Air Canada has described the A220 as disruptive to their network as the 787 has been.  With each new A220 delivered, US air travelers will have another option across the Atlantic.  US carriers are likely to have a less compelling reaction, as the Canadian market is so much smaller.

The Montreal-Toulouse move has Airbus and its supply chain written all over.  And, crucially, Air Canada made this move before Air France.  The use of the A330 may be a tad large, but the service won’t be daily.  However, this where the Air Transat fleet comes in handy.   Air Canada can move an A321LR into this market for daily service.  With Airbus related traffic probably filling the front cabin, the economics look promising.  As traffic grows, the A330 for daily service becomes possible.  The A330 obviously offering better cargo capacity.  Being first to market means Air France has to catch up – a decision to unlock the behind Paris market to direct international service to Canada may not go down well on a “Paris-centric” network.  Air France’s best response might be Toulouse-Washington to play a similar Airbus card.  But Air France does not necessarily have the optimal tool for the route, yet.  But like Air Canada selecting the A330 and not going daily provides a reasonable model to copy.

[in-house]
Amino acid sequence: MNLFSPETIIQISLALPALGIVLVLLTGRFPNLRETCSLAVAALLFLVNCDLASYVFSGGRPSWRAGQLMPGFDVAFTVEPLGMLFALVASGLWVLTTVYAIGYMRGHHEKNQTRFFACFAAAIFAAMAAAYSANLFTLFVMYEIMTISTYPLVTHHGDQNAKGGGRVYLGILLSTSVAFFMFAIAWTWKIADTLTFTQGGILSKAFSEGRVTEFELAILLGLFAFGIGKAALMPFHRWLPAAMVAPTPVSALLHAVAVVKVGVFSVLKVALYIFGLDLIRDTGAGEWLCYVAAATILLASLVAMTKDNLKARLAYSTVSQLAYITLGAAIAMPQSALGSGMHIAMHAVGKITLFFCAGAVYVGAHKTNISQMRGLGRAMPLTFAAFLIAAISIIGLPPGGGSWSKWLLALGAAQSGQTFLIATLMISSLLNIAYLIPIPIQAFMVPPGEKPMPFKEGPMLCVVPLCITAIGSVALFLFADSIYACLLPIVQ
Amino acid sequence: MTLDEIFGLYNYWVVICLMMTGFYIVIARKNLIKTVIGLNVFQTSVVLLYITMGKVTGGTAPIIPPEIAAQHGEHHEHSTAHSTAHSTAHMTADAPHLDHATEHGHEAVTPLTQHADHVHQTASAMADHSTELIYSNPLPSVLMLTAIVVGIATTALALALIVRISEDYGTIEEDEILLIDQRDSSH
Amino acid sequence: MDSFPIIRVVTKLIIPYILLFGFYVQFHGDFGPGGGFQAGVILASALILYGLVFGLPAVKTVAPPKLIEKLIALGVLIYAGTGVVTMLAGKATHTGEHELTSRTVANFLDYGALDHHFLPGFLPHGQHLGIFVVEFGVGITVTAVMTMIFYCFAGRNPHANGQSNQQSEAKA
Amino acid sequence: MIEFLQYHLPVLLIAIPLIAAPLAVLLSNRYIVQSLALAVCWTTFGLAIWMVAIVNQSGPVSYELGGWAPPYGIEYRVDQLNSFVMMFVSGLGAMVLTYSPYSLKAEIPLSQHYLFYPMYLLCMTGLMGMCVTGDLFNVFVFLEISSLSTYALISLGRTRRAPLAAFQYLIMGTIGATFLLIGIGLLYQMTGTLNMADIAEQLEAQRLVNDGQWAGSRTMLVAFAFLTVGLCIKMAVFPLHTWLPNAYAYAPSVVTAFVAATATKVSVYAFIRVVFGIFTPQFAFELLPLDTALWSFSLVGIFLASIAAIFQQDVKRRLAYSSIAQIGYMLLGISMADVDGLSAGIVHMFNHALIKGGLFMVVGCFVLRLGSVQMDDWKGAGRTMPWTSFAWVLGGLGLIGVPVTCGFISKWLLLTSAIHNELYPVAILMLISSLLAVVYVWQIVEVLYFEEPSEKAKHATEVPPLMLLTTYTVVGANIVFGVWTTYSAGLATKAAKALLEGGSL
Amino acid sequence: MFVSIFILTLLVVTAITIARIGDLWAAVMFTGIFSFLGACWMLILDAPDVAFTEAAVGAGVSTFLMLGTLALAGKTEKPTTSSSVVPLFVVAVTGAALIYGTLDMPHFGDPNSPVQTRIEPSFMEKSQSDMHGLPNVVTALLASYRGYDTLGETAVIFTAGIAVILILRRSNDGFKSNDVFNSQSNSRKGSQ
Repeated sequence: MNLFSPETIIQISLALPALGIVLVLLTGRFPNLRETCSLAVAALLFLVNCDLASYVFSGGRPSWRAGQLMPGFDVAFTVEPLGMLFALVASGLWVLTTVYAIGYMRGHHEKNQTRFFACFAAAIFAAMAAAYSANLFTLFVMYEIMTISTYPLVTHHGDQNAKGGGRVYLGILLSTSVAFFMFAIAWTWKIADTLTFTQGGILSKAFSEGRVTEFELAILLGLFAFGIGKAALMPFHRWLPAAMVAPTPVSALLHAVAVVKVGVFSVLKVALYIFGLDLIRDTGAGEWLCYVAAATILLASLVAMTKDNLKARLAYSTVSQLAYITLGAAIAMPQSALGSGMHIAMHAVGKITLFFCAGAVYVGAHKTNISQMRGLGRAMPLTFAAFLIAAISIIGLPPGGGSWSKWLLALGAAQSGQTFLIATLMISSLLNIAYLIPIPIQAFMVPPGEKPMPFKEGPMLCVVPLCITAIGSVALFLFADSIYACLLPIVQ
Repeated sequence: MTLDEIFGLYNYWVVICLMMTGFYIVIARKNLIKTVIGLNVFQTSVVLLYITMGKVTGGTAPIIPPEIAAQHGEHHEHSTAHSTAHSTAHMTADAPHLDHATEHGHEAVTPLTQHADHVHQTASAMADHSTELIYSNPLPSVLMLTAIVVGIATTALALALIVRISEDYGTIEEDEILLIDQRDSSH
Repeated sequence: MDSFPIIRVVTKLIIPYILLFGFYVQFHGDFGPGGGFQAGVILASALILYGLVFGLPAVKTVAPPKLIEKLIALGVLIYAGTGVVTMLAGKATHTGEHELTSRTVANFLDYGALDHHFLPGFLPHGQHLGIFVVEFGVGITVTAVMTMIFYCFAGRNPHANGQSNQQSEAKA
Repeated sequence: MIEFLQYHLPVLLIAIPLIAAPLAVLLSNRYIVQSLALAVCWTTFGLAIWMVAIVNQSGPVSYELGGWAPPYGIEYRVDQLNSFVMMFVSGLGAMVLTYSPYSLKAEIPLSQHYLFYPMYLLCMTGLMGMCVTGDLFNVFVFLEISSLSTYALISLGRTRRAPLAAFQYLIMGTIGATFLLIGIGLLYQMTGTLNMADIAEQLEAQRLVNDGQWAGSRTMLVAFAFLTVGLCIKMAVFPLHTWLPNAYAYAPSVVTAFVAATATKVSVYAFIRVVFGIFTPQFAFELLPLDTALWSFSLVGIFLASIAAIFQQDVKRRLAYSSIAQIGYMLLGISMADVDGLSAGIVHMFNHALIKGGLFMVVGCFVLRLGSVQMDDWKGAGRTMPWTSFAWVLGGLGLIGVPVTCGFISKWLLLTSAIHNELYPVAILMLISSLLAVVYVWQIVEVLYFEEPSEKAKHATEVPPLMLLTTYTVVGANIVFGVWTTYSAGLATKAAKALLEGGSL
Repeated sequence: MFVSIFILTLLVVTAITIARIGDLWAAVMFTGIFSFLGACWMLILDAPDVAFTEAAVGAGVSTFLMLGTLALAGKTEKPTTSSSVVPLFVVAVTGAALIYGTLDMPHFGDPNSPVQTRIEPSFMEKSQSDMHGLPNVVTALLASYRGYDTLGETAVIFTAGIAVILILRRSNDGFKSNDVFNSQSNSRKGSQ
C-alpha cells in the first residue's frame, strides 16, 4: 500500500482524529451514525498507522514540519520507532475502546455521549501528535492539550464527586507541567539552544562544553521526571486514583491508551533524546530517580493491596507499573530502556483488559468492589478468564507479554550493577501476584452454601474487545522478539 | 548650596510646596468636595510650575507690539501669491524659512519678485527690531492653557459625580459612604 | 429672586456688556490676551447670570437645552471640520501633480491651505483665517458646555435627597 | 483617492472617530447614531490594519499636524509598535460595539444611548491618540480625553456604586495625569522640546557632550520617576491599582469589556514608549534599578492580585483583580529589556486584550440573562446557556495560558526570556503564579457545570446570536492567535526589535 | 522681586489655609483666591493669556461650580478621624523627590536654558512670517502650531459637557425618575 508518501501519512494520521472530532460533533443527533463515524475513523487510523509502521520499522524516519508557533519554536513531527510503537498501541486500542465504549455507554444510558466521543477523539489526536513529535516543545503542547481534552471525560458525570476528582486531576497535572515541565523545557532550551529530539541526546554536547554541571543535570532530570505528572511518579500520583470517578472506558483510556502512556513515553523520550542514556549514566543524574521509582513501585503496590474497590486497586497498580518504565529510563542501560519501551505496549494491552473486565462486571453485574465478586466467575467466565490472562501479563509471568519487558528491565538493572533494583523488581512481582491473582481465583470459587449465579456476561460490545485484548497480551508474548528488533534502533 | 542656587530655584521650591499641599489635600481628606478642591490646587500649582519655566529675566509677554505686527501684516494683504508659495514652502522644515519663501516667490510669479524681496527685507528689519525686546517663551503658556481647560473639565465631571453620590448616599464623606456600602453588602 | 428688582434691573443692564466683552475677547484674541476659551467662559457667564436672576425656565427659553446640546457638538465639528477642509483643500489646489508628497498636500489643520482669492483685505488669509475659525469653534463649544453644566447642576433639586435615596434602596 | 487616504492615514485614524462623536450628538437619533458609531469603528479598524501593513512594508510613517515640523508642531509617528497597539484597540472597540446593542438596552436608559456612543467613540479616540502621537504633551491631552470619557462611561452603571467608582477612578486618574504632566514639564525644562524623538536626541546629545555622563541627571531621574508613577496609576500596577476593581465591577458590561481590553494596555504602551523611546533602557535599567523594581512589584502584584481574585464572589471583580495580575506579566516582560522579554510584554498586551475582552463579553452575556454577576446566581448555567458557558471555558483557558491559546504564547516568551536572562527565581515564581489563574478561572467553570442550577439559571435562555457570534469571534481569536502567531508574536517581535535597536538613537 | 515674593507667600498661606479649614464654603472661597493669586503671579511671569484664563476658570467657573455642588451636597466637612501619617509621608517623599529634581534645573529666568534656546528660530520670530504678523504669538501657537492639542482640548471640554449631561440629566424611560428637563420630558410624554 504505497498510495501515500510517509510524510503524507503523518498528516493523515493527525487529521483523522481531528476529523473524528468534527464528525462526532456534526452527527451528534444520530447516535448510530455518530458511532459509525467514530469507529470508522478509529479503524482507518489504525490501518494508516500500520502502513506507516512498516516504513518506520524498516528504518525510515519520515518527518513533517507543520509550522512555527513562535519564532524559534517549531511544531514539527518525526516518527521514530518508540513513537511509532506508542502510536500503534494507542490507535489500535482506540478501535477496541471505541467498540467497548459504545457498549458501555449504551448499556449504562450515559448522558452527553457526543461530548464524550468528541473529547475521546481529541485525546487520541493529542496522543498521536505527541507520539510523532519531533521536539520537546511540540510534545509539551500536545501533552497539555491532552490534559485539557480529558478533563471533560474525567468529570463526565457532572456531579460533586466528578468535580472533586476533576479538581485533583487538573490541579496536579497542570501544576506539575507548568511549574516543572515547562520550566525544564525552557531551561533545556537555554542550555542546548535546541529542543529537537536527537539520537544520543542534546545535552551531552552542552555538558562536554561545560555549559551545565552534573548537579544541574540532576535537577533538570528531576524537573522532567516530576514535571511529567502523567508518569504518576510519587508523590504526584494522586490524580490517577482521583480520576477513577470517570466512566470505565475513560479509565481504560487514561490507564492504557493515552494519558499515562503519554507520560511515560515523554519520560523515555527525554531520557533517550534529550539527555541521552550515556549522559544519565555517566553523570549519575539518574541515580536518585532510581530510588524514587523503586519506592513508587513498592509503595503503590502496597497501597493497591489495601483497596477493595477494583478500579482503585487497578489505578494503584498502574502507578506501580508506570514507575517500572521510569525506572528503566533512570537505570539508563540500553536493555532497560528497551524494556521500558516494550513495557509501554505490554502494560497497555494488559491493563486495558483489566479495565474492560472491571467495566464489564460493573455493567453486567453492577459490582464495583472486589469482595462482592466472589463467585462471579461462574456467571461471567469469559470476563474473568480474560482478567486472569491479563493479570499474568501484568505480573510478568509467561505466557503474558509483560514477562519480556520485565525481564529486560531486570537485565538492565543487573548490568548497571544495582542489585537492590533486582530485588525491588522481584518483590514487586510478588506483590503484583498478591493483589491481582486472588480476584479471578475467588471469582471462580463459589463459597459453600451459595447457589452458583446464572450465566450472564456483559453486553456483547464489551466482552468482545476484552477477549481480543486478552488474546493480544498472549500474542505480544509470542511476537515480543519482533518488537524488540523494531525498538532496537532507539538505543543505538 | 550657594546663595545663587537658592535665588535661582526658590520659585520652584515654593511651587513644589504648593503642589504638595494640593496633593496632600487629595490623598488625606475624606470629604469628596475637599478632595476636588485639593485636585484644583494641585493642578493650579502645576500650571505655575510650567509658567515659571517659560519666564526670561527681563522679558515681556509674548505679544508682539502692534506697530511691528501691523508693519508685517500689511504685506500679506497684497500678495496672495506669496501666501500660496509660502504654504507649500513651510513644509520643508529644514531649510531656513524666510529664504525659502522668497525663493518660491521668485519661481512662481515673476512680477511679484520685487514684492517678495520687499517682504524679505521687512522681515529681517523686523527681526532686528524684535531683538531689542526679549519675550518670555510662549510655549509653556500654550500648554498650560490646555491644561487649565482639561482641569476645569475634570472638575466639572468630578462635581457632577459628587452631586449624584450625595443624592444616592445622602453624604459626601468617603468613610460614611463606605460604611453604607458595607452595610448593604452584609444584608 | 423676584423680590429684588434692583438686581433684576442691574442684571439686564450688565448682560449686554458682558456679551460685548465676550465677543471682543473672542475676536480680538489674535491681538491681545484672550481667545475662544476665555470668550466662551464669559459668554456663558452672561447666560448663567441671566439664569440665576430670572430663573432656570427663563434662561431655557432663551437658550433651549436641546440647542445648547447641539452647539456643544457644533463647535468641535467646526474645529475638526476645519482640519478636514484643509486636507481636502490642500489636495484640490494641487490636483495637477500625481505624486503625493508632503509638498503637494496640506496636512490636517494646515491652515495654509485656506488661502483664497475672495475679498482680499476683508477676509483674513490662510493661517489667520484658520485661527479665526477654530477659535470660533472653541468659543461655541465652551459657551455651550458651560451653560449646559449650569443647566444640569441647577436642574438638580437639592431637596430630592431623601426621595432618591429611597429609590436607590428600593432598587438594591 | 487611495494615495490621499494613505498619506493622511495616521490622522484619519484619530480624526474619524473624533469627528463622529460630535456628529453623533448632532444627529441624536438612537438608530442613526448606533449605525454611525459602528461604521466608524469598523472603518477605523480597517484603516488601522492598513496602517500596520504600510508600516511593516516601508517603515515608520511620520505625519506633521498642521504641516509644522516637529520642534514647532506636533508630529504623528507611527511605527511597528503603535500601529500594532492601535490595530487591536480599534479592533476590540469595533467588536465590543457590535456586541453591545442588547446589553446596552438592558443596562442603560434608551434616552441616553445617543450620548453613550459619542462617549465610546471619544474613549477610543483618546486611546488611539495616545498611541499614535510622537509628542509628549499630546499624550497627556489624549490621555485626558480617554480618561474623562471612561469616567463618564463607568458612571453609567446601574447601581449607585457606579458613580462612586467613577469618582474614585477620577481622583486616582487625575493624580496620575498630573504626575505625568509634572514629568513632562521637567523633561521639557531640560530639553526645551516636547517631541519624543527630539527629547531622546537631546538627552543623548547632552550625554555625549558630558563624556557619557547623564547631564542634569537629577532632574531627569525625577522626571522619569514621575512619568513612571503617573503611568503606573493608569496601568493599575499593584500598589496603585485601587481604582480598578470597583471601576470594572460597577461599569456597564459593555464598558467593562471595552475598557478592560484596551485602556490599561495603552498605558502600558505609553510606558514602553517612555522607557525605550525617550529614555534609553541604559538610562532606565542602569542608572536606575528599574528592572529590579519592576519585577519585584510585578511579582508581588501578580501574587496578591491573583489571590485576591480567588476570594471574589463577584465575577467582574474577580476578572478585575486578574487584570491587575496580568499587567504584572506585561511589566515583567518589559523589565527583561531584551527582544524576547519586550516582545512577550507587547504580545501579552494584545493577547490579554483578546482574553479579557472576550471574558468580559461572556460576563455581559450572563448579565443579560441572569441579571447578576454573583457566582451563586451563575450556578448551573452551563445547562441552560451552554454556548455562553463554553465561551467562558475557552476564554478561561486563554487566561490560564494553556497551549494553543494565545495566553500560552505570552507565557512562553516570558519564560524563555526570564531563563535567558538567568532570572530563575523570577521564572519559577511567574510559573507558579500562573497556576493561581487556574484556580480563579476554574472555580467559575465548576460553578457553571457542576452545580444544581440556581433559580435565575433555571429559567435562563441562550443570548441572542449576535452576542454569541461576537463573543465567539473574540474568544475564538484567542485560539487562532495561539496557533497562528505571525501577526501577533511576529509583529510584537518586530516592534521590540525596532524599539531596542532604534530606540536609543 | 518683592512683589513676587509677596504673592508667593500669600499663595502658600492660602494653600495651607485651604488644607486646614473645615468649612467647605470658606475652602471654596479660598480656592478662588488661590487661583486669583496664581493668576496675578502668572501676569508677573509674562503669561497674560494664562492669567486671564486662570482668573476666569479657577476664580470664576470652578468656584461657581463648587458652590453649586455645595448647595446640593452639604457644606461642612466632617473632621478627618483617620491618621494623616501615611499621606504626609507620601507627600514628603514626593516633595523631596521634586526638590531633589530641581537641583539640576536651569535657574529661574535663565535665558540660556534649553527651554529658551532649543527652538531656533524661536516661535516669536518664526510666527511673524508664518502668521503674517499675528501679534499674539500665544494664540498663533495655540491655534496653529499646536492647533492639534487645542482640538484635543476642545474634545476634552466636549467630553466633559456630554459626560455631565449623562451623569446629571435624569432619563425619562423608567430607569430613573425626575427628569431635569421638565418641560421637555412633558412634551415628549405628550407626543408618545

What we are seeing is the next step in the devolution of fortress hubs being used as staging places to disrupt international and overseas markets.  Air Canada is moving quickly because first to market is a key step.   Air Canada can disrupt Air France to Francophone Quebec.  The A220 service from Seattle an San Jose to Montreal is also an aerospace play, connecting the #1 and #3 aeroclusters.  San Jose to Toronto offers great onward connections to Europe for the tech industry. 

Business yields drive route profitability, and Air Canada has chosen interesting business-centric markets for its latest routes that can siphon traffic from other hubs and should become successful.